“While we were together, he repeatedly shared with me that he was terrified I would talk publicly about how he treated me, but I’m done protecting him at the expense of my own mental health,” Dykstra concludes. “I knew it was unlikely people would choose to believe me over a cheery-sounding famous guy. All it would do to properly come forward was hurt me. And guess what? It will probably hurt me now too, despite the #MeToo movement. We’ve come a long way, but we still have a ways to go.”
In the immediate aftermath of Dykstra’s post, Hardwick’s name was scrubbed from the Nerdist website, and AMC announced that they would be launching an internal investigation into the host. “While we assess the situation, Talking with Chris Hardwick will not air on AMC,” the network wrote in a statement, “and Chris has decided to step aside from moderating planned AMC and BBC America panels at Comic-Con International in San Diego next month.”
A month later, AMC issued a new statement announcing Hardwick’s imminent return: “Following a comprehensive assessment by AMC, working with Ivy Kagan Bierman of the firm Loeb & Loeb, who has considerable experience in this area, Chris Hardwick will return to AMC as the host of Talking Dead and Talking with Chris Hardwick. We take these matters very seriously and given the information available to us after a very careful review, including interviews with numerous individuals, we believe returning Chris to work is the appropriate step.” Reportedly, a female executive producer and a “handful” of Talking Dead staff walked away from the show in response to Hardwick’s reinstatement.
Hardwick’s name was also restored on the Nerdist website, and NBC confirmed that Hardwick would be returning to their network as well, appearing as a guest judge on America’s Got Talent and continuing to host The Wall game show.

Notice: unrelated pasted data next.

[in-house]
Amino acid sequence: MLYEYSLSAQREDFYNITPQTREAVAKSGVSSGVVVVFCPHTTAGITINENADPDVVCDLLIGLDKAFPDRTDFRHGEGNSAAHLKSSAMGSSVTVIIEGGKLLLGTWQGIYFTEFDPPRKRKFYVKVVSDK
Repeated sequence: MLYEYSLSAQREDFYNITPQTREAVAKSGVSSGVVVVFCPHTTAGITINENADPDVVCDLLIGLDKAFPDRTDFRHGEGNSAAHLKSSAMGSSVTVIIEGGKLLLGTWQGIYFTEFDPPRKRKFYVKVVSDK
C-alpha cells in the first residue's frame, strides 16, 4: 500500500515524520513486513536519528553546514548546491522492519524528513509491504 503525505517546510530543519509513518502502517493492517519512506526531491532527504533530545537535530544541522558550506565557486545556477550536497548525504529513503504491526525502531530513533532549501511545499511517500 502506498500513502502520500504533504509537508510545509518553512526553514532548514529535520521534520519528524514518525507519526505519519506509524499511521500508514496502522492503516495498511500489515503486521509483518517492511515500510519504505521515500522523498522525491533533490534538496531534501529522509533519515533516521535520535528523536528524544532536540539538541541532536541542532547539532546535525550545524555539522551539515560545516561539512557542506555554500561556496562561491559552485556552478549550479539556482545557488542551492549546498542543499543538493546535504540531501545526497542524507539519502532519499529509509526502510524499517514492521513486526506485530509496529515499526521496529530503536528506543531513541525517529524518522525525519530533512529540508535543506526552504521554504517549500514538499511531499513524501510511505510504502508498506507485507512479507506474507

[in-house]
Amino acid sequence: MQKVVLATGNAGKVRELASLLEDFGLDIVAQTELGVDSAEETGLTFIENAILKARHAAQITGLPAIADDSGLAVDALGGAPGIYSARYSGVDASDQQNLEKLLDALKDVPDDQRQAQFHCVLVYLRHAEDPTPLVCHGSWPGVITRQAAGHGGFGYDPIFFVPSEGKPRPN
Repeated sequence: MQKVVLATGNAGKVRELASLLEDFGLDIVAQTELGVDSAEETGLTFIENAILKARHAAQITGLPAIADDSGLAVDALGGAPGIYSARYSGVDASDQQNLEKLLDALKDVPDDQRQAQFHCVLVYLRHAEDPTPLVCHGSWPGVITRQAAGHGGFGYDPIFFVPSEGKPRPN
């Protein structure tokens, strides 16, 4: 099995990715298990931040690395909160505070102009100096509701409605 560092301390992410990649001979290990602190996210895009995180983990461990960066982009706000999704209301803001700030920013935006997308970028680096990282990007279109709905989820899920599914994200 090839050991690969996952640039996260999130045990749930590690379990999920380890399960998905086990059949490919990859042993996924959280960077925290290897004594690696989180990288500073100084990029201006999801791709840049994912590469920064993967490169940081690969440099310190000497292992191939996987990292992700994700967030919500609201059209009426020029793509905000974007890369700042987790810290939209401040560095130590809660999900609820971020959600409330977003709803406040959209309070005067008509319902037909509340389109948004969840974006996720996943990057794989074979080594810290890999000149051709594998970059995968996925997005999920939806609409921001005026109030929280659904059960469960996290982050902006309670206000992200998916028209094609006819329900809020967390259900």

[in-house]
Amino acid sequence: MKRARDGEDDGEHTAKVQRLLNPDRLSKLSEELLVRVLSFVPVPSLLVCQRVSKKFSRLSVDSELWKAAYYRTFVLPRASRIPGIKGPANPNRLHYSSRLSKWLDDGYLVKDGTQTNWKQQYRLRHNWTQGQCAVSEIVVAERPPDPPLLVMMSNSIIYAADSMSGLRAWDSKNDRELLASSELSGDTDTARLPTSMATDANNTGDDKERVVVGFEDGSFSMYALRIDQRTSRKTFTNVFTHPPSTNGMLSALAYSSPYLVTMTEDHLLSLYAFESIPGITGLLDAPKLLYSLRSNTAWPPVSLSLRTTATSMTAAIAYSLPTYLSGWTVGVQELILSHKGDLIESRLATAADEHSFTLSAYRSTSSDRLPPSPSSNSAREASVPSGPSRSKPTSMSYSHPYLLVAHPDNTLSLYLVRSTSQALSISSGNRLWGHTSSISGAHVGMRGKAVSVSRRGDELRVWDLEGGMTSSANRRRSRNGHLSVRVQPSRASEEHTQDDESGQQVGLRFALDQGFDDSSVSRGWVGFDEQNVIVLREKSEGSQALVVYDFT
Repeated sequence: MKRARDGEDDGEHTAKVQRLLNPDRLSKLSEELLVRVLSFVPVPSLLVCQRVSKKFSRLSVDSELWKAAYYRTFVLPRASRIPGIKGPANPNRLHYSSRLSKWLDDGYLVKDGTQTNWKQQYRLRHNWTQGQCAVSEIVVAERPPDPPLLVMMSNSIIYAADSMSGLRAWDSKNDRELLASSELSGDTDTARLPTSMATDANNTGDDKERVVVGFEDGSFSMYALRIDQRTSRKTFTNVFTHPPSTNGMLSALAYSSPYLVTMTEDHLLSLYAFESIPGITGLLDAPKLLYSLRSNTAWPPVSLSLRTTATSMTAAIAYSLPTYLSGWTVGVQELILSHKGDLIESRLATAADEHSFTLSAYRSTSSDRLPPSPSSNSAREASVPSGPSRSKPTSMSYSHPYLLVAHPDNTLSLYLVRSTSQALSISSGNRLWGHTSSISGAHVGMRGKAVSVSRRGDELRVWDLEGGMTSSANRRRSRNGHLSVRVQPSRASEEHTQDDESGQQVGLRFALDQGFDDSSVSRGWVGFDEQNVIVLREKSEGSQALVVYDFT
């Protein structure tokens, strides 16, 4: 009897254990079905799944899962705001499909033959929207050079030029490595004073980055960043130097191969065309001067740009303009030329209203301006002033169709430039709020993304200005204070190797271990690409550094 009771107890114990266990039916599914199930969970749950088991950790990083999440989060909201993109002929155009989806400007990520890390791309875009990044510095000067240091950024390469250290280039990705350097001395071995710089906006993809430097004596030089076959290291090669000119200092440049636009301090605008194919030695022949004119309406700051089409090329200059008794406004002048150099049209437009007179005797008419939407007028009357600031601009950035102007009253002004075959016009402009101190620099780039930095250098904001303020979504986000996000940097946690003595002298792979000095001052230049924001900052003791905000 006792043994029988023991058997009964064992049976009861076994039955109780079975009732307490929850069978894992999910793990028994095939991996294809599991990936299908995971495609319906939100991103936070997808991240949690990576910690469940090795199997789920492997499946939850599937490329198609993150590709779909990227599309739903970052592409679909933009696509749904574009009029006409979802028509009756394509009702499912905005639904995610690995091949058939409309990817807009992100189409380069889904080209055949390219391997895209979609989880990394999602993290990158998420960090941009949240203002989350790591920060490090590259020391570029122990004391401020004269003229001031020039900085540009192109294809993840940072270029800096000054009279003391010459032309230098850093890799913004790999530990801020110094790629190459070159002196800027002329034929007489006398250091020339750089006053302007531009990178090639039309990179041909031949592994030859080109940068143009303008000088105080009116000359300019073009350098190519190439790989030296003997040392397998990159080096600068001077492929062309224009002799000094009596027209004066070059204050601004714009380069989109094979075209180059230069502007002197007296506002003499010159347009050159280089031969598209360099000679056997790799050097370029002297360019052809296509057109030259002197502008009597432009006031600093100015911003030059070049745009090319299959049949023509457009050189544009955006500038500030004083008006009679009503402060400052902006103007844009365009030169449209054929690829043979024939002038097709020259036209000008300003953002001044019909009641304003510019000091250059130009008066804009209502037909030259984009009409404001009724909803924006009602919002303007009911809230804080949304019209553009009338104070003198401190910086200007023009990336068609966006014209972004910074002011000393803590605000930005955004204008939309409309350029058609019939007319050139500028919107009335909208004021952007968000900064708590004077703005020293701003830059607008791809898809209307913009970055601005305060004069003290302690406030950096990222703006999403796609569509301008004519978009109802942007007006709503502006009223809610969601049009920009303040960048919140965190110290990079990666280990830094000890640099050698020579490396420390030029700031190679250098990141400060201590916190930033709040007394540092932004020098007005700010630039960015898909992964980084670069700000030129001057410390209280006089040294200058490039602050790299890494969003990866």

In a social media response, Dykstra revealed that she did not participate in the investigation. “I have been adamant since I came forward with my essay that I never set out to ruin the career of the person I spoke about,” she wrote. “For that reason, I chose not to participate in the investigation against the person I spoke of.”
In the Time piece published Thursday, Dykstra explained, “When I found out he had gotten his jobs back, I was actually relieved because I knew [the online harassment] wasn’t going to stop until he was reinstated.”
She also recalled the moment when she first checked Twitter and saw that her face was “trending”: “It was the most terrifying thing I have ever experienced. I was just like, ‘No, no, no.’” While the first wave of responses to Dykstra’s essay was supportive, “The tide kind of shifted,” she told Time. “I was attacked relentlessly. There was an organized group of people online whose sole purpose was to try to disprove me. I was terrified people were going to figure out where I lived.”
“Hey dudes,” Dykstra tweeted in August. “Just a reminder: I 100% stand by every single word of my essay. I made sure it was unembellished, factual, and that I had evidence to back it up in order to protect myself in case of ACTUAL litigation (not a network investigation, where I’m not protected). That is all.”